Walter E. Williams

The illegitimacy rate among blacks stands at about 70 percent. Less than 40 percent of black children are raised in two-parent households. Those are major problems but they have nothing to do with racial discrimination. During the early 1900s, illegitimacy was a tiny fraction of today's rate and black families were just as stable as white families. Fraudulent education is another problem, where the average black high school senior can read, write and compute no better than a white seventh-grader. It can hardly be blamed on discrimination. Black schools receive the same funding as white schools and most of the teachers and staffs are black and the schools are often in cities where the mayor and the city council are mostly black. Crime is a major problem. Blacks commit about 50 percent of all homicides and 95 percent of their victims are blacks.

Tragically, many black politicians and a civil rights industry have a vested interest in portraying the poor socioeconomic outcomes for many blacks as problems rooted in racial discrimination. One of the reasons they are able to get away with such deception is because there are so many guilt-ridden white people. Led by guilt, college administrators, employers and others in leadership positions, in the name of diversity, buy into nonsense such as lowering standards, racial preferences and acceptance of behavior standards they wouldn't accept from whites. Maybe the election of a black president will help white people over their guilt feelings so they can stop acting like fools in their relationships with black people.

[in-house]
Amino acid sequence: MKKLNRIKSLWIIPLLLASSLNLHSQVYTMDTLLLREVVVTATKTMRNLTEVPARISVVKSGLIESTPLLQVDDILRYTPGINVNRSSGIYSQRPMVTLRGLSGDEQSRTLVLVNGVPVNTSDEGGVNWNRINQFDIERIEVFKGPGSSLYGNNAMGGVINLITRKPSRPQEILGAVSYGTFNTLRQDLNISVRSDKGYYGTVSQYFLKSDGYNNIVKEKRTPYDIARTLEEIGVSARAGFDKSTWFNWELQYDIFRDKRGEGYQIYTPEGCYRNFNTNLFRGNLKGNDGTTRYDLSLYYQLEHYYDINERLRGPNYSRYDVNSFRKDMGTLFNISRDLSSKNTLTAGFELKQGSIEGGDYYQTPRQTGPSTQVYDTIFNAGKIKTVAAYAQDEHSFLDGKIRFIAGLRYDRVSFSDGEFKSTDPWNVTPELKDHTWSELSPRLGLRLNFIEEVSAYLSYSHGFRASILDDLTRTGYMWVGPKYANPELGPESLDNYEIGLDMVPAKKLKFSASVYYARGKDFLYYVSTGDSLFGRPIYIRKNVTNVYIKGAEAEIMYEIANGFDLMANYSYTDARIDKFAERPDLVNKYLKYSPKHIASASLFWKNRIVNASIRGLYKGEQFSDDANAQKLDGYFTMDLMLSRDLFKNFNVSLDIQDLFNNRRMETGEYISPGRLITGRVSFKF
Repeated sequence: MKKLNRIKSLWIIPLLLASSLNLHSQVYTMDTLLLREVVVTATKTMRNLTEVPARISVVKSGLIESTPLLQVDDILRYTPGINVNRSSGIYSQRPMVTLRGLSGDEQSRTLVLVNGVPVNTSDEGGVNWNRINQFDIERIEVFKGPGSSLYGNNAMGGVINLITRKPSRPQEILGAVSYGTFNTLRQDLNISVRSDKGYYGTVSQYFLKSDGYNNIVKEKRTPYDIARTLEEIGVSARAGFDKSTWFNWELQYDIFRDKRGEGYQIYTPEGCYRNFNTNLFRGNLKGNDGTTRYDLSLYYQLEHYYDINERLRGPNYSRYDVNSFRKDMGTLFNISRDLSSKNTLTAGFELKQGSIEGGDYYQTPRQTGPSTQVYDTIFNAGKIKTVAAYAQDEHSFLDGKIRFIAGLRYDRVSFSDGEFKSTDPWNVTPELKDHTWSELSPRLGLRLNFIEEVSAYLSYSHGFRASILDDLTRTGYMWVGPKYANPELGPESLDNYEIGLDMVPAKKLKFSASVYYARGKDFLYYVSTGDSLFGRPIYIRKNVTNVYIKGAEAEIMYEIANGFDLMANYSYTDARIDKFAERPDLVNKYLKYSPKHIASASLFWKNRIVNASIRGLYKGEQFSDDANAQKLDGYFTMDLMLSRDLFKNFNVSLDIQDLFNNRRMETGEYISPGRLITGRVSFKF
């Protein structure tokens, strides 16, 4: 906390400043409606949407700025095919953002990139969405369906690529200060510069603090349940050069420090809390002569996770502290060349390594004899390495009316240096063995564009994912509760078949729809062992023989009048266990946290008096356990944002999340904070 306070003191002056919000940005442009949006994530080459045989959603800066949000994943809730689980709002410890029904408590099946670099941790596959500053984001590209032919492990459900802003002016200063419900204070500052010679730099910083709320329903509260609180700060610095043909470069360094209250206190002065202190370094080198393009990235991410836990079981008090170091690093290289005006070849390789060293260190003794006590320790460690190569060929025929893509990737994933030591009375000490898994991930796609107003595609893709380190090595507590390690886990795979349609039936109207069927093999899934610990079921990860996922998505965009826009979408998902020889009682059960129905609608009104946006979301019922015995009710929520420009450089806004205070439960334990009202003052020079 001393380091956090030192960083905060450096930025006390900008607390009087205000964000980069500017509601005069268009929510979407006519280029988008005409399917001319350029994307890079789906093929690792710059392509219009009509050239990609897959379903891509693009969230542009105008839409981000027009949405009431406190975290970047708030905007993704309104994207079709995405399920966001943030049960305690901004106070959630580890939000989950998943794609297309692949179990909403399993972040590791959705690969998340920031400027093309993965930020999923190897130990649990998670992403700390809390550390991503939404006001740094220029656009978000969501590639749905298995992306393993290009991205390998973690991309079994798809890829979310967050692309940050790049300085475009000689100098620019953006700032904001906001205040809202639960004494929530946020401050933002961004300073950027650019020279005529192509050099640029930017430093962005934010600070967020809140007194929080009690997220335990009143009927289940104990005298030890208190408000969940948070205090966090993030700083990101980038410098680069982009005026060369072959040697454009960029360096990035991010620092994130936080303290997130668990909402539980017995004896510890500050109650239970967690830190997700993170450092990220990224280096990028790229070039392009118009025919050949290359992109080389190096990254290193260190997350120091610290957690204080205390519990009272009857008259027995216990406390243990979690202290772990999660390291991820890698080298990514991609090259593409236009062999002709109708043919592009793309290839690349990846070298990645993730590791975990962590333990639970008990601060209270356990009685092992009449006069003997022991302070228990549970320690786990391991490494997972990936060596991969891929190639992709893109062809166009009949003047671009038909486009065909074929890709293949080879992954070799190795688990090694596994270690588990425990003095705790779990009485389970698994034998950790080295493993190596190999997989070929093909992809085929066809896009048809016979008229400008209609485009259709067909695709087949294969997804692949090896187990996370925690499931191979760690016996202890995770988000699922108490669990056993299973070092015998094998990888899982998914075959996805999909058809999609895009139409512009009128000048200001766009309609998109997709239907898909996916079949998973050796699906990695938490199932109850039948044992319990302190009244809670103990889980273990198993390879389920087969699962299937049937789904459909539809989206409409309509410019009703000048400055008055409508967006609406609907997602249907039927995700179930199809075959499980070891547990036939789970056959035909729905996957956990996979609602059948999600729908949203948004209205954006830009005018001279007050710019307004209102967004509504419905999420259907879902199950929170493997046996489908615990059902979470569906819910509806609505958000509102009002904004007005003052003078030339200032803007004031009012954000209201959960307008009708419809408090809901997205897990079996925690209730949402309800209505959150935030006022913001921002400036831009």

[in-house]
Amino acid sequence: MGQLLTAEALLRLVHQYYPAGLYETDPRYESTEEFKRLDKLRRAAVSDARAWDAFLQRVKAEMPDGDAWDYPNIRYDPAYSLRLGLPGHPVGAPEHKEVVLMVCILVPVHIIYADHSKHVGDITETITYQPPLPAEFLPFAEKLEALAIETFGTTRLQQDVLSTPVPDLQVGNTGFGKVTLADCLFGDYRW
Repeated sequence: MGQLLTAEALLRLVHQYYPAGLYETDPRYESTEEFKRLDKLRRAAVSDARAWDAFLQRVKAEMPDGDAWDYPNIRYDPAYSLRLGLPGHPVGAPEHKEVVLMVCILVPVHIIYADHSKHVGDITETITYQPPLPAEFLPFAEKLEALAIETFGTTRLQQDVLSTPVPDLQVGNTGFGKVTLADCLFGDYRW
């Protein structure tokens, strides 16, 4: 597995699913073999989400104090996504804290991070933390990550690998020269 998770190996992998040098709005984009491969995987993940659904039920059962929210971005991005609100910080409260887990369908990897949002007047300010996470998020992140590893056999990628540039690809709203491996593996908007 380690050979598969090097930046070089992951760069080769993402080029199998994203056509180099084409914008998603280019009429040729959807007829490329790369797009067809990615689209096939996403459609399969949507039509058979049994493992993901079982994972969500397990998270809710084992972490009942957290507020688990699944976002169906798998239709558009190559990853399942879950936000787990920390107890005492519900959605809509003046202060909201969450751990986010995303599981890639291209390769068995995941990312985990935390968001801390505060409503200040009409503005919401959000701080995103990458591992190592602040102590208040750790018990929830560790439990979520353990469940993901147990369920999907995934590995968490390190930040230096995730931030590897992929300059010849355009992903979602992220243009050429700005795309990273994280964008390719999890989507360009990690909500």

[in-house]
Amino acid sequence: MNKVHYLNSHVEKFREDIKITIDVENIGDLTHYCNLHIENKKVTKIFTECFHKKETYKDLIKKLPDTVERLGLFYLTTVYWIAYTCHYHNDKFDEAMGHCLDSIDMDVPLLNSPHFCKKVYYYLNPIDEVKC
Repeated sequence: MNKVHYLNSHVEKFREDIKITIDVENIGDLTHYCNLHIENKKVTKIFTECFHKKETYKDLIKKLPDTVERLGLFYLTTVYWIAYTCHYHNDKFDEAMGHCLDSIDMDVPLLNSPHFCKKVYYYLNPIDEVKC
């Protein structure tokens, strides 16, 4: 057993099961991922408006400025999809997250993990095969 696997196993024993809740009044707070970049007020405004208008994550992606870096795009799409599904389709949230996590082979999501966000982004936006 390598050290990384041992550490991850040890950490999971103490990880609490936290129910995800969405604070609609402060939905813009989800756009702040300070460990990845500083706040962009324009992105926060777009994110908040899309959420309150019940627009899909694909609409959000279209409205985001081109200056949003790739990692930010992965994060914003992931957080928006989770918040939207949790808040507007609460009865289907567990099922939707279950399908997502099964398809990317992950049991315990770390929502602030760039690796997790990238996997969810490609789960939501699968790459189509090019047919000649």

Walter E. Williams

Dr. Williams serves on the faculty of George Mason University as John M. Olin Distinguished Professor of Economics and is the author of 'Race and Economics: How Much Can Be Blamed on Discrimination?' and 'Up from the Projects: An Autobiography.'
 
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